This is the new addition to the house – a screened-in porch. Bugproof. Luxurious, right?
This may be the final edition of The Lawnmower Chronicles this season. I only mowed the front lawn, however, because the construction of the new porch means many things are lying around in the back yard. And truthfully, the back yard is really not in need of mowing, so I may let it lie for the rest of the winter.
As I cranked up the engine and began criss-crossing my way across the lawn, the sad little man with the sad little dog went walking by. He lives somewhere up the block from me. He scares me a little. His dog looks like it weighs about seven pounds, and one of its ears was flapped back against its head this day. It hardly seems like it needs its leash. The man and the dog are in perfect sync with one another: the man strolls at a slow pace, and the dog walks very precisely behind him, with enough tension on the leash that it does not drag on the ground, but enough slack that he does not choke. I see this pair often, walking down one side of the street and coming back up the other. I have noticed lately a number of older gentlemen walking small dogs around the neighborhood. I fear I may become one of them, a man whose daily highlight is walking a small dog down the street.
My lawn is in sad shape at the end of another summer. I do not so much mow the lawn really as suck up leaves. Watching the new porch go up made me once again painfully aware how completely incompetent I am at building things. I do not like middle-class life, and despite the fact that I like my house very much, I hate being a homeowner. As I was chatting with the carpenter building my porch, a very affable man probably in his late 40s with a daughter just starting college, he was giving me tip after tip about how to take care of small things around the house. He admired my roof and the choice of interlocking shingles I had made. He told me how to prevent an ice jam up in the corner of my roof: take some panty hose, fill them with calcium flakes, and throw the filled-up hose into the gutters around the troublesome corner. The snow will melt away like magic and head on down the gutters. He was quite impressed with my big tree in the backyard, mostly because he has no idea what kind it is. No one does. I felt the need to reciprocate all the good advice I got from him, but I felt he had no need of tips to hone his acting technique.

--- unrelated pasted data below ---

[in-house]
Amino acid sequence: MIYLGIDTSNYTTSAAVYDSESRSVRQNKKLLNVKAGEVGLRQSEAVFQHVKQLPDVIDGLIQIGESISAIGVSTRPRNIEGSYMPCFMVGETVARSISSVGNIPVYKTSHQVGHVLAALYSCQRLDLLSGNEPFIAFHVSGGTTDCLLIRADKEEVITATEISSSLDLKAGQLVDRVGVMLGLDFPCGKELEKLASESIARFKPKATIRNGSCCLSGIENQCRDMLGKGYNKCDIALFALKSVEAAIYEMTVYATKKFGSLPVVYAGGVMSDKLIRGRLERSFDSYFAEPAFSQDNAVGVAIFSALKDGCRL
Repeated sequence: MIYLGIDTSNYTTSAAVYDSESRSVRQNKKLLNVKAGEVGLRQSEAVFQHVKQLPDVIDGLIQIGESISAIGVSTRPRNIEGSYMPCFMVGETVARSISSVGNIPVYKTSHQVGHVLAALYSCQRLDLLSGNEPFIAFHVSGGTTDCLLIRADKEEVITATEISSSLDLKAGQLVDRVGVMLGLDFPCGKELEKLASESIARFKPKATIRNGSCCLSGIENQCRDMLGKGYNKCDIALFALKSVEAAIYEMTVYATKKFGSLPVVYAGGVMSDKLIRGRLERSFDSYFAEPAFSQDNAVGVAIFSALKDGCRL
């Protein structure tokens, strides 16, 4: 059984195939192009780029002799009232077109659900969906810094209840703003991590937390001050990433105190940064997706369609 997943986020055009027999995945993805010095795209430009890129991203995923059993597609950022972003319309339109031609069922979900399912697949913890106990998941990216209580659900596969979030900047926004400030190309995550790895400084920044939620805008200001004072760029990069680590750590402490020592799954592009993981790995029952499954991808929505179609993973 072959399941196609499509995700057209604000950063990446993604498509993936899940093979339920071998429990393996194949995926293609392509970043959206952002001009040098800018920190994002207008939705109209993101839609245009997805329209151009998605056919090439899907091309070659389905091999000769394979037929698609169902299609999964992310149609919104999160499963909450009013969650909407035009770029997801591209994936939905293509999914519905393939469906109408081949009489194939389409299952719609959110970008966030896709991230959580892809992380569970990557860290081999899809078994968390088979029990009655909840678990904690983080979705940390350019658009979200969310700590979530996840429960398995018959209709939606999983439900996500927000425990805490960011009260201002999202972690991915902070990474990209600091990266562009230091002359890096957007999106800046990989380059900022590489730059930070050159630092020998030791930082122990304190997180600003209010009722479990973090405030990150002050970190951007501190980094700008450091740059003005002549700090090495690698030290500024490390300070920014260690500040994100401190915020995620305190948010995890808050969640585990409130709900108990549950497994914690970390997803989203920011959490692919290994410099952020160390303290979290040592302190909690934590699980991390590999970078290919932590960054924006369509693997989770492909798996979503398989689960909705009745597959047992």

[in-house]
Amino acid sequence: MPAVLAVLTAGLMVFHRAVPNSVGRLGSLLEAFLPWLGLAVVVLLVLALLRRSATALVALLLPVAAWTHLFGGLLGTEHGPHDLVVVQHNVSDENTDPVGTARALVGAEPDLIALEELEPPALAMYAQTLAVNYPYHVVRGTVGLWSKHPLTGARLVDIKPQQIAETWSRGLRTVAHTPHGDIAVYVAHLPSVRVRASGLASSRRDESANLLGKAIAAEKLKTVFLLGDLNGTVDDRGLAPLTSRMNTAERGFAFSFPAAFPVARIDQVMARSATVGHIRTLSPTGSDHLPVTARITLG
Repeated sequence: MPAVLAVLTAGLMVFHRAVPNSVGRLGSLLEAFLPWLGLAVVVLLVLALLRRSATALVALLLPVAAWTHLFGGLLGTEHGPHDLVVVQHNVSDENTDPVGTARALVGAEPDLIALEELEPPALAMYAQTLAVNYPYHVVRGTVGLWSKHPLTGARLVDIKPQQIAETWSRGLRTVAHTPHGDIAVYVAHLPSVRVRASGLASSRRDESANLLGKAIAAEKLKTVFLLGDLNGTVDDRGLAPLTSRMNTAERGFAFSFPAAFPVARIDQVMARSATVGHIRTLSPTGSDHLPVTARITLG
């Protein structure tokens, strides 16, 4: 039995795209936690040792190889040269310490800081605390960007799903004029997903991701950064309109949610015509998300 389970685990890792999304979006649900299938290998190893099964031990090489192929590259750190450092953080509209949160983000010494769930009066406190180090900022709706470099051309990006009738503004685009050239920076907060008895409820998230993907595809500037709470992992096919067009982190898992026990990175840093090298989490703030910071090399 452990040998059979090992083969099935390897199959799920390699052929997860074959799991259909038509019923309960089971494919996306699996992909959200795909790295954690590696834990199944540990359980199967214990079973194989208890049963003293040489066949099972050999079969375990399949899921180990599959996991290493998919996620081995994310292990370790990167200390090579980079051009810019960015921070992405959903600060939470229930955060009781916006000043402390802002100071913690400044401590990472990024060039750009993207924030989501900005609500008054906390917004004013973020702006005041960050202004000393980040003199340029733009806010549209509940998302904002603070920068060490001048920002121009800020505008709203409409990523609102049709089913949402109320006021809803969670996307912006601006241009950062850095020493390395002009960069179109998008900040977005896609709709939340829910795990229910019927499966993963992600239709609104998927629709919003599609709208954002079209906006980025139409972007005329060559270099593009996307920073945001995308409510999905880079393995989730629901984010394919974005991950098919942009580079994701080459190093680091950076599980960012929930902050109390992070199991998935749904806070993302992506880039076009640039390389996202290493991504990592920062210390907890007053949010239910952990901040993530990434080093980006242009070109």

There is fall maintenance to be done. The air conditioner needs to be wrapped up. The wife suspects one of the basement walls is leaking, but she is prone to exaggerating everything, and like the good Italian she is, everything becomes a disaster waiting to happen. As she sees the porch go up, the “honey-do” list is recited, containing a collection of errands I will do my best to put off in the next few weeks. Part of the backyard nearest the house has become a dirt patch. The pop-up camper is still set up – I never did get the ad into Craigslist to sell it. There is literally grass growing in my shed because a bag of grass seed opened up onto the extremely damp floor, and the seed sprouted. I consider running the mower over it.
Most of the leaves now have turned yellow. MacBeth’s line – “My way of life has fallen into the sear, the yellow leaf” – sticks in my head. I get the front lawn done just as a little rain shower passes. The temperature is actually warm, around 60 degrees, yet the wind howls and makes it feel much chillier. The gas in the lawnmower will have to be stabilized for the winter. I consider once more the backyard. Too many things in the way. It can keep until spring, I decide.